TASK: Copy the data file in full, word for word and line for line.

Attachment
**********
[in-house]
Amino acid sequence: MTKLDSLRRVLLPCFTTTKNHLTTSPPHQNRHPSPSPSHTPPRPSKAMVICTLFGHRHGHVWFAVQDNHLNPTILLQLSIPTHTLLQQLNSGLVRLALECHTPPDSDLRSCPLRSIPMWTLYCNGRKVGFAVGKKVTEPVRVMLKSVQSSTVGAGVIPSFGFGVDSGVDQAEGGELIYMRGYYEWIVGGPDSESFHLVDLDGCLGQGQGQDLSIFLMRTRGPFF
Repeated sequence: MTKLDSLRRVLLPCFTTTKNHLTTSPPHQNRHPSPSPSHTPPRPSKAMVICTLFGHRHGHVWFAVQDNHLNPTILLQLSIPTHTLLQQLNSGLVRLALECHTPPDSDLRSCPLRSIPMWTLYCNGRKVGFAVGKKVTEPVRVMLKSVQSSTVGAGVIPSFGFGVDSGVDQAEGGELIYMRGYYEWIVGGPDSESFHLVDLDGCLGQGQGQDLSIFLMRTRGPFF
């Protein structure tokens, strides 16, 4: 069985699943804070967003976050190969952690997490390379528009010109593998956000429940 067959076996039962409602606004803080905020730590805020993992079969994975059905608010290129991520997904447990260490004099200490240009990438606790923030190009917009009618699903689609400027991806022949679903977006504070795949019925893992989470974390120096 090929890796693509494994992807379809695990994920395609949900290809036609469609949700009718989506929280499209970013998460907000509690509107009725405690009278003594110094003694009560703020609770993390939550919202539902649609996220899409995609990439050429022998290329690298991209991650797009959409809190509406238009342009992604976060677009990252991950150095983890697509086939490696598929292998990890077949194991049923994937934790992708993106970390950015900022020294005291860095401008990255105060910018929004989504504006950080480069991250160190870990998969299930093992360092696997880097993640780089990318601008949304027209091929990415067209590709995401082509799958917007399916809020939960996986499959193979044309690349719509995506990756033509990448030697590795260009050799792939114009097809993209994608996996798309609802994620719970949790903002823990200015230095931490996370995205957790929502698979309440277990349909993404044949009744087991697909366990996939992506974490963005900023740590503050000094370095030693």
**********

[in-house]
Amino acid sequence: MTKLDSLRRVLLPCFTTTKNHLTTSPPHQNRHPSPSPSHTPPRPSKAMVICTLFGHRHGHVWFAVQDNHLNPTILLQLSIPTHTLLQQLNSGLVRLALECHTPPDSDLRSCPLRSIPMWTLYCNGRKVGFAVGKKVTEPVRVMLKSVQSSTVGAGVIPSFGFGVDSGVDQAEGGELIYMRGYYEWIVGGPDSESFHLVDLDGCLGQGQGQDLSIFLMRTRGPFF
Repeated sequence: MTKLDSLRRVLLPCFTTTKNHLTTSPPHQNRHPSPSPSHTPPRPSKAMVICTLFGHRHGHVWFAVQDNHLNPTILLQLSIPTHTLLQQLNSGLVRLALECHTPPDSDLRSCPLRSIPMWTLYCNGRKVGFAVGKKVTEPVRVMLKSVQSSTVGAGVIPSFGFGVDSGVDQAEGGELIYMRGYYEWIVGGPDSESFHLVDLDGCLGQGQGQDLSIFLMRTRGPFF
């Protein structure tokens, strides 16, 4: 069985699943804070967003976050190969952690997490390379528009010109593998956000429940 067959076996039962409602606004803080905020730590805020993992079969994975059905608010290129991520997904447990260490004099200490240009990438606790923030190009917009009618699903689609400027991806022949679903977006504070795949019925893992989470974390120096 090929890796693509494994992807379809695990994920395609949900290809036609469609949700009718989506929280499209970013998460907000509690509107009725405690009278003594110094003694009560703020609770993390939550919202539902649609996220899409995609990439050429022998290329690298991209991650797009959409809190509406238009342009992604976060677009990252991950150095983890697509086939490696598929292998990890077949194991049923994937934790992708993106970390950015900022020294005291860095401008990255105060910018929004989504504006950080480069991250160190870990998969299930093992360092696997880097993640780089990318601008949304027209091929990415067209590709995401082509799958917007399916809020939960996986499959193979044309690349719509995506990756033509990448030697590795260009050799792939114009097809993209994608996996798309609802994620719970949790903002823990200015230095931490996370995205957790929502698979309440277990349909993404044949009744087991697909366990996939992506974490963005900023740590503050000094370095030693």